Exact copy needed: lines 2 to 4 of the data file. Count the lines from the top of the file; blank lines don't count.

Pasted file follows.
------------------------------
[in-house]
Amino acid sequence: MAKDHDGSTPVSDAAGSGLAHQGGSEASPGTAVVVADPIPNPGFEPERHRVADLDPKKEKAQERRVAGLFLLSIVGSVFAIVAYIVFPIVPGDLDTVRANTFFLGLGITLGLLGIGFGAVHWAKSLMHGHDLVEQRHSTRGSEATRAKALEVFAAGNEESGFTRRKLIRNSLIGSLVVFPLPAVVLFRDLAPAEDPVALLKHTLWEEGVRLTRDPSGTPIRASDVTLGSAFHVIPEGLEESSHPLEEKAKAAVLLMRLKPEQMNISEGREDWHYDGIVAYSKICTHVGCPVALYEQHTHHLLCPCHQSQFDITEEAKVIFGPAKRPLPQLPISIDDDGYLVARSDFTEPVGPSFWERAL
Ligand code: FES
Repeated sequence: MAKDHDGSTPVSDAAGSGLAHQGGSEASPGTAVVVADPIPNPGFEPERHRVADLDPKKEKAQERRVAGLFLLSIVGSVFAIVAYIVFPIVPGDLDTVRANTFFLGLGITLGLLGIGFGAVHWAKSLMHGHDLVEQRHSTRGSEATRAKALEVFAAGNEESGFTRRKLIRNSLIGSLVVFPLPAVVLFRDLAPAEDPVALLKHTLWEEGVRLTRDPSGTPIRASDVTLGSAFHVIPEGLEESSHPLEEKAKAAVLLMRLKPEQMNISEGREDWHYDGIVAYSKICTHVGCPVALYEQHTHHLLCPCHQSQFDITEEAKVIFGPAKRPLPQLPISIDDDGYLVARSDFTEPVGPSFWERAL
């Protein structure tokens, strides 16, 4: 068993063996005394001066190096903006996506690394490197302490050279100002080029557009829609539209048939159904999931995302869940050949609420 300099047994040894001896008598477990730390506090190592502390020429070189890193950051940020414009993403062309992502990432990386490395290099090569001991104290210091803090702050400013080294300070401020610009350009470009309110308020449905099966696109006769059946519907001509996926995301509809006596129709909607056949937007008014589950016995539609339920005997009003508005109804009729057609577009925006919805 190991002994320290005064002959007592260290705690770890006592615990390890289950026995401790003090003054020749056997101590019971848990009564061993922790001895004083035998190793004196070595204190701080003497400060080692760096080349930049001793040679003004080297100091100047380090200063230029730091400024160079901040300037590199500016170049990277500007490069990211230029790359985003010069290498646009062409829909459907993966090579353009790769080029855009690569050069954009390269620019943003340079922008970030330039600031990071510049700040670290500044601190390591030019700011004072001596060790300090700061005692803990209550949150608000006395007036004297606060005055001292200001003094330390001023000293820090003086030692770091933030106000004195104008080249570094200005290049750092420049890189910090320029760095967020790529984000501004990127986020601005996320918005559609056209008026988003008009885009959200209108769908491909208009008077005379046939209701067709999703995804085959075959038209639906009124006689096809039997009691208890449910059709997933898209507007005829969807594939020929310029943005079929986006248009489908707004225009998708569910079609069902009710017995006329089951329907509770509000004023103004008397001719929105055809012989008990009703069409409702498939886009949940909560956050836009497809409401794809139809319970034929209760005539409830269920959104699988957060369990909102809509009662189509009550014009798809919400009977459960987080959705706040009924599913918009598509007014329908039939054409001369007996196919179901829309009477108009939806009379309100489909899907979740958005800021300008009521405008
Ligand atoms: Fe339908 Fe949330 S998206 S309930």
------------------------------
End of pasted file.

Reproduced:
Amino acid sequence: MAKDHDGSTPVSDAAGSGLAHQGGSEASPGTAVVVADPIPNPGFEPERHRVADLDPKKEKAQERRVAGLFLLSIVGSVFAIVAYIVFPIVPGDLDTVRANTFFLGLGITLGLLGIGFGAVHWAKSLMHGHDLVEQRHSTRGSEATRAKALEVFAAGNEESGFTRRKLIRNSLIGSLVVFPLPAVVLFRDLAPAEDPVALLKHTLWEEGVRLTRDPSGTPIRASDVTLGSAFHVIPEGLEESSHPLEEKAKAAVLLMRLKPEQMNISEGREDWHYDGIVAYSKICTHVGCPVALYEQHTHHLLCPCHQSQFDITEEAKVIFGPAKRPLPQLPISIDDDGYLVARSDFTEPVGPSFWERAL
Ligand code: FES
Repeated sequence: MAKDHDGSTPVSDAAGSGLAHQGGSEASPGTAVVVADPIPNPGFEPERHRVADLDPKKEKAQERRVAGLFLLSIVGSVFAIVAYIVFPIVPGDLDTVRANTFFLGLGITLGLLGIGFGAVHWAKSLMHGHDLVEQRHSTRGSEATRAKALEVFAAGNEESGFTRRKLIRNSLIGSLVVFPLPAVVLFRDLAPAEDPVALLKHTLWEEGVRLTRDPSGTPIRASDVTLGSAFHVIPEGLEESSHPLEEKAKAAVLLMRLKPEQMNISEGREDWHYDGIVAYSKICTHVGCPVALYEQHTHHLLCPCHQSQFDITEEAKVIFGPAKRPLPQLPISIDDDGYLVARSDFTEPVGPSFWERAL